Just remember, at any time the draft coarseness can show and instead of a large horse with refined, finely chiselled features you can get a large horse huge with undesirable features too..
Actually same can happen to any breeding...they are not all gorgeous babies hitting the ground. :|
Only guarantee is seeing when on the ground and features at that point that will change as baby matures...
I would be very cautious about a draft stallion to a finer boned mare...that baby needs ample room to grow and momma needs ample room to deliver that baby through... :|

:runninghorse2:...
jmo...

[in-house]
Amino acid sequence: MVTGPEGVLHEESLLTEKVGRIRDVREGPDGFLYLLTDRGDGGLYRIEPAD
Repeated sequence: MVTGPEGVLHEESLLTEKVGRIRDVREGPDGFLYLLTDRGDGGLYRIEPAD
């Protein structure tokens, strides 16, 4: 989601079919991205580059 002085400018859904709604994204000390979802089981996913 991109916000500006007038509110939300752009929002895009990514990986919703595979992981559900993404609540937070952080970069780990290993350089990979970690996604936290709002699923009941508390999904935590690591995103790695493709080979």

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One of the women I trained for would breed her Saddlebreds and National Sow Horse mares to Belgian stallions. The NSH babies overall were more refined than the Saddlebred babies but she was breeding mares that had been proven as brood mares and would stamp their babies no matter what they were bred to. She'd spent a lifetime breeding before going this route and knew the blood to bone but wasn't going to sell her herd and purchase new. She used the most refined hitch type stallion around that was not much taller than the mares. Not something I would want to risk but she always said the uterus stretches, its the hips that can be the problem and why you want mares that have delivered that you know have bodies that are made for birthing with ease. I have a mare that isn't. She was bought pregnant and having been around breeding farms and breeding my own I wasn't worried. She lost the baby because of the combination of the size of the foal and her narrowness that didn't relax and stretch enough so baby got hung up. There was no malpositioning. It was one of the worst experiences. Not one I ever want to repeat. Moving here I only had a small herd of Belgian mares but had established contacts for sales to mounted units that wanted bigger boned, taller horses. The mares were from more refined hitch horse lines bred to a nice stud. Nice babies. But even if they had been coarser they were not intended for upper level show horses so they still had place and purpose.